Approach

Idiopathic intracranial hypertension (IIH) is a syndrome characterised by increased intracranial pressure and its associated signs and symptoms in an alert and orientated patient but without localising neurological findings.[31] There is no evidence of deformity or obstruction of the ventricular system, and neurodiagnostic studies are otherwise normal except for increased cerebrospinal fluid (CSF) pressure. Furthermore, no secondary cause of intracranial hypertension is apparent. The disease can either be self-limited or have a lifelong chronic course.[31]

Clinical features about which patients should be asked include headaches, neck and shoulder pain, pulse-synchronous tinnitus, transient visual obscurations, photophobia, visual loss, and diplopia.

Signs that may be found on examination include optic disc swelling, sixth nerve paresis, and disturbances in sensory visual function. Visual field loss is ubiquitous, and the prototype pattern for early loss is enlargement of the blind spot and inferonasal loss.[32] The modified Dandy criteria can be used as diagnostic criteria.[33][34]com.bmj.content.model.Caption@5dc7f859[Figure caption and citation for the preceding image starts]: Bilateral disc oedemaFrom the personal collection of Dr M. Wall; used with permission [Citation ends].com.bmj.content.model.Caption@622841c9[Figure caption and citation for the preceding image starts]: Bilateral disc swelling settledFrom the personal collection of Dr M. Wall; used with permission [Citation ends].com.bmj.content.model.Caption@593e2f45[Figure caption and citation for the preceding image starts]: Bilateral optic atrophyFrom the personal collection of Dr M. Wall; used with permission [Citation ends].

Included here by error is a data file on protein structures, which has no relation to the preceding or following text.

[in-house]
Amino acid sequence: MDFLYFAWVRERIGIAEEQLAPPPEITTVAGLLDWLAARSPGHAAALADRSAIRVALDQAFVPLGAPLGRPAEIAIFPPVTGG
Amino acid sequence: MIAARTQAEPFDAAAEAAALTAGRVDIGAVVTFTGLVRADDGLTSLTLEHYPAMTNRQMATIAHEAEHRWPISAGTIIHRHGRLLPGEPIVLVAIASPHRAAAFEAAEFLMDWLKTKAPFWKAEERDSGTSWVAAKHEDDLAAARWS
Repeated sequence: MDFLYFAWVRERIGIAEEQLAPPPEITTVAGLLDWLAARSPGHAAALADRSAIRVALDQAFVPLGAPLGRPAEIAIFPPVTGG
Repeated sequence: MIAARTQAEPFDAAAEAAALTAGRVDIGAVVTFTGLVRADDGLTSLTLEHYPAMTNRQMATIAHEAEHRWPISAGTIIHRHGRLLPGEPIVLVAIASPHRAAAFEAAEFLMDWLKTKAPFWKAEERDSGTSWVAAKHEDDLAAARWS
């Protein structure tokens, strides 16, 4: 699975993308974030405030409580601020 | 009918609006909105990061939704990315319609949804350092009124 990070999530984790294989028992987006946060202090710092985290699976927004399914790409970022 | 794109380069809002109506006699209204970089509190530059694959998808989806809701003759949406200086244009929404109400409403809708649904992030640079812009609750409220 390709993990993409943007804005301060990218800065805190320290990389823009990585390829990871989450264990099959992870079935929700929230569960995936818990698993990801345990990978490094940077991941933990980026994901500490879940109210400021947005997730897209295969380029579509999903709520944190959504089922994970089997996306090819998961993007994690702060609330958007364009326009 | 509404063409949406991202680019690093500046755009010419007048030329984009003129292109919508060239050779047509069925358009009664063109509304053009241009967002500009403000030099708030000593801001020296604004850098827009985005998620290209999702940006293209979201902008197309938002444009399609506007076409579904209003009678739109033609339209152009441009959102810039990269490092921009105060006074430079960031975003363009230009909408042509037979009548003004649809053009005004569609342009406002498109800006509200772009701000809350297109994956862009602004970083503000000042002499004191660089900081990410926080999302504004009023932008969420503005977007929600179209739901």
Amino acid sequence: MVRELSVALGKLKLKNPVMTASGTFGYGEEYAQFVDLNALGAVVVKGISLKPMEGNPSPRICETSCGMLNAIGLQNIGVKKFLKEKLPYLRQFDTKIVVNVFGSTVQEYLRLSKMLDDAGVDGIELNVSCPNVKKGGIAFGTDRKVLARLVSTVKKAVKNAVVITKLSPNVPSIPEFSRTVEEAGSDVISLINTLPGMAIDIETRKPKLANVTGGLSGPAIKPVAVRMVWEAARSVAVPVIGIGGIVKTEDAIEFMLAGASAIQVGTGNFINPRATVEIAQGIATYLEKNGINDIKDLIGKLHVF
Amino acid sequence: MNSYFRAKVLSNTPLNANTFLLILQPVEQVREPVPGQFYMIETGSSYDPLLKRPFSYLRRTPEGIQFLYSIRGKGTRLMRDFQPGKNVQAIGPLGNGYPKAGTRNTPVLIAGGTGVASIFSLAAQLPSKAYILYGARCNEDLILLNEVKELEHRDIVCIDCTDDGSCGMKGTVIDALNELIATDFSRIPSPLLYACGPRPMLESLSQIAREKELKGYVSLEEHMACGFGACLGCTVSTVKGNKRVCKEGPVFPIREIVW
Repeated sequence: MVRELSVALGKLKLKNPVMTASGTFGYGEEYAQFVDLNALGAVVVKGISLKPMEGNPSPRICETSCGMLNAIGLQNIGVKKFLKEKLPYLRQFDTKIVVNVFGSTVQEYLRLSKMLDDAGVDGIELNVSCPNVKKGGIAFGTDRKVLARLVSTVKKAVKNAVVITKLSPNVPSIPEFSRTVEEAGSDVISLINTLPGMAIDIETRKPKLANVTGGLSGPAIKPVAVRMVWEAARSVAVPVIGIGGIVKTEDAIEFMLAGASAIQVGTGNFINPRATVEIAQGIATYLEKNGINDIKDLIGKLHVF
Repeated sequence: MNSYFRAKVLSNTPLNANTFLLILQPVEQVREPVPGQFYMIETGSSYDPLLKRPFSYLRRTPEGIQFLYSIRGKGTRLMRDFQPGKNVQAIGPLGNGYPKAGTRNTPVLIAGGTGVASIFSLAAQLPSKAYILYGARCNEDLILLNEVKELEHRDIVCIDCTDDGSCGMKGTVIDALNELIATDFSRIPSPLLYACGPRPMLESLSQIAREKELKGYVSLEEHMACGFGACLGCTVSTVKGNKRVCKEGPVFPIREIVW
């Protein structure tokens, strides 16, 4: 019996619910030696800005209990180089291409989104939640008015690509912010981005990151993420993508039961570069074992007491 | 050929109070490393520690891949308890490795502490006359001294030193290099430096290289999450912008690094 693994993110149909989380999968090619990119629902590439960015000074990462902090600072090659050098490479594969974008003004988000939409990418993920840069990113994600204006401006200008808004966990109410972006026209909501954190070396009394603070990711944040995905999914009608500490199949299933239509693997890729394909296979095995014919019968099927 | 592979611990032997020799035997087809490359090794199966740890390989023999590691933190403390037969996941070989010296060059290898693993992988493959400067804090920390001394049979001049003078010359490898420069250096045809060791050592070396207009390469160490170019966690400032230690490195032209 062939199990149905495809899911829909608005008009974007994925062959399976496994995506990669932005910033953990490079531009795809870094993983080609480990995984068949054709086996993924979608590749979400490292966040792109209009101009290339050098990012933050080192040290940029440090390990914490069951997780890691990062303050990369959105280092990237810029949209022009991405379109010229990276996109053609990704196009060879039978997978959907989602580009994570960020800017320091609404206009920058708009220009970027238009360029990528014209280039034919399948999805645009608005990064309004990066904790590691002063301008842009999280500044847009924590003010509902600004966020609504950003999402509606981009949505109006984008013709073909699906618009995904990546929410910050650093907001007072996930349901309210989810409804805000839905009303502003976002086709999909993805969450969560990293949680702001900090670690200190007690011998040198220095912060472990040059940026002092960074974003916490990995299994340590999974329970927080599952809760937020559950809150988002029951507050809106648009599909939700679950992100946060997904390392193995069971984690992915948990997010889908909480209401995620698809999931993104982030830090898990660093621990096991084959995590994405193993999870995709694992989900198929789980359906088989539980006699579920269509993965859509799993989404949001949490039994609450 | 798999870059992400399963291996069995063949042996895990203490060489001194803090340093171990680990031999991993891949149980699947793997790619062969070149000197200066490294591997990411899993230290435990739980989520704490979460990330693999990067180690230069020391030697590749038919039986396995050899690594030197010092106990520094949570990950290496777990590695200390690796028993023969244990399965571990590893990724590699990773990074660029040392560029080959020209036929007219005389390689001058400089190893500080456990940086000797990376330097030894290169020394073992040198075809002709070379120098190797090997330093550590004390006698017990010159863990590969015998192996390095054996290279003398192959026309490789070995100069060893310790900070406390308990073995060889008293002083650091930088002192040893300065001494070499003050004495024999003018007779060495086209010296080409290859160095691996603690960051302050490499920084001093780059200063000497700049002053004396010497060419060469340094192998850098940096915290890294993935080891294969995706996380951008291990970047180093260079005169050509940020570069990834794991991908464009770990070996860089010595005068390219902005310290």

BMJ Best Practice is an evidence-based point of care tool for healthcare practitioners.

To continue reading and access all of BMJ Best Practice's pages you'll need to log in or start a free trial.

You can access through your institution if your hospital, university, trust or other institution provides access to BMJ Best Practice through either OpenAthens or Shibboleth.

Use of this content is subject to our disclaimer